Ok, the title's a bit contrived. It's for the keywords, mainly.
Anyway, to have an Ubuntu machine in your network environment has a number of benefits:
- Learning Linux and trying out Linux software which for the most part is high-quality (and free).
- Have a staging server for your Ruby on Rails applications.
- Having an SSH access point into your network for (limited) remote administration, much easier to set up (less secure though) than VPN.
You can either have a full installation of Ubuntu on one of your network machines or you can use virtualization. I'm using the latter as it can leverage the more performant server hardware.ne
As you can now get a free license key for VMWare server, you can take the following steps to host Ubuntu in your network:
- Download and install VMWare server.
- **Download an Ubuntu .iso image**, desktop, server, whatever, any version can be easily extended later.
- Create a Virtual Machine in VMWare server using this .iso image. Be sure to use enough RAM (256 MB is minimum to run Ubuntu) and disk space (minimum 5 GB to have some space left after installation, the days of Linux fitting on a few hundred MB are definitely over). I initially could not get a bridged network connection working and had to use the NAT option in VMWare to get Ubuntu connect to the host server and the Internet. After installing the desktop I can now use the bridged network option without problems. Network and Internet connection are vital for Ubuntu so get those straightened out before you proceed.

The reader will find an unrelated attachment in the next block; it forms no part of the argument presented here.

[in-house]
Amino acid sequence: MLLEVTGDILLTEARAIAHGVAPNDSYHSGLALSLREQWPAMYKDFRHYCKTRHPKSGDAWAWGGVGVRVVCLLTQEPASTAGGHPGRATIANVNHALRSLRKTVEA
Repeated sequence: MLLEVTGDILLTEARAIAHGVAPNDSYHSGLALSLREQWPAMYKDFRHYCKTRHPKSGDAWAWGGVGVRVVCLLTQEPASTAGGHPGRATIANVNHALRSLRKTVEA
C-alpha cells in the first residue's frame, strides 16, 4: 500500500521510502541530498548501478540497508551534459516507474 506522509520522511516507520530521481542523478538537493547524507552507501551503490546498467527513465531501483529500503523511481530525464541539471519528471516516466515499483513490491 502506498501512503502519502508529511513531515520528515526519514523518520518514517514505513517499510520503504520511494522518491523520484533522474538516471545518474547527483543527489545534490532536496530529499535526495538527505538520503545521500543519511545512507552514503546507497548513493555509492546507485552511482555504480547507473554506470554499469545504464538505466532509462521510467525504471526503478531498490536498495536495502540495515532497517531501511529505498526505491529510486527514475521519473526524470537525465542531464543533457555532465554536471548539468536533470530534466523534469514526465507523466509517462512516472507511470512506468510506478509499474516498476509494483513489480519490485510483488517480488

If you downloaded the server version you might want to install a desktop with the command:
sudo apt-get install ubuntu-desktop
This makes many things easier down the road.
- Join your Ubuntu machine to the domain. Follow the instructions here and here in PARALLEL as one will make the other easier to understand. You should then be able to see the the Ubuntu machine on your Windows Active Directory Domain and ping it.
You will soon experience first-hand that Windows comes in a shiny package but (quite a few) things DON'T WORK as expected, so often it's off to the Knowledge Base again. In Linux (most) things JUST WORK. And because much of the work is done on the command line you get much better and friendlier error messages that the Windows Message Boxes all over the screen.
You can now connect to your Ubuntu installation with a VNC client (Ubuntu has an VNC server built in via the Remote Desktop app) and also get an SSH (Secure Shell) windows client such as the excellent PuTTY which gives you shell access to your Ubuntu box. You can also set VMWare server to start the Ubuntu VM automatically when your Windows host OS starts via VM>Settings>Options>Startup/Shutdown and setting Run this virtual machine as: to anything but "User that powers on this virtual machine".
In my next post I will outline how to get Ruby on Rails running on the Ubuntu box and using Capistrano to deploy from a Windows workstation.
Savion: A million thanks for posting this inomfrtaion.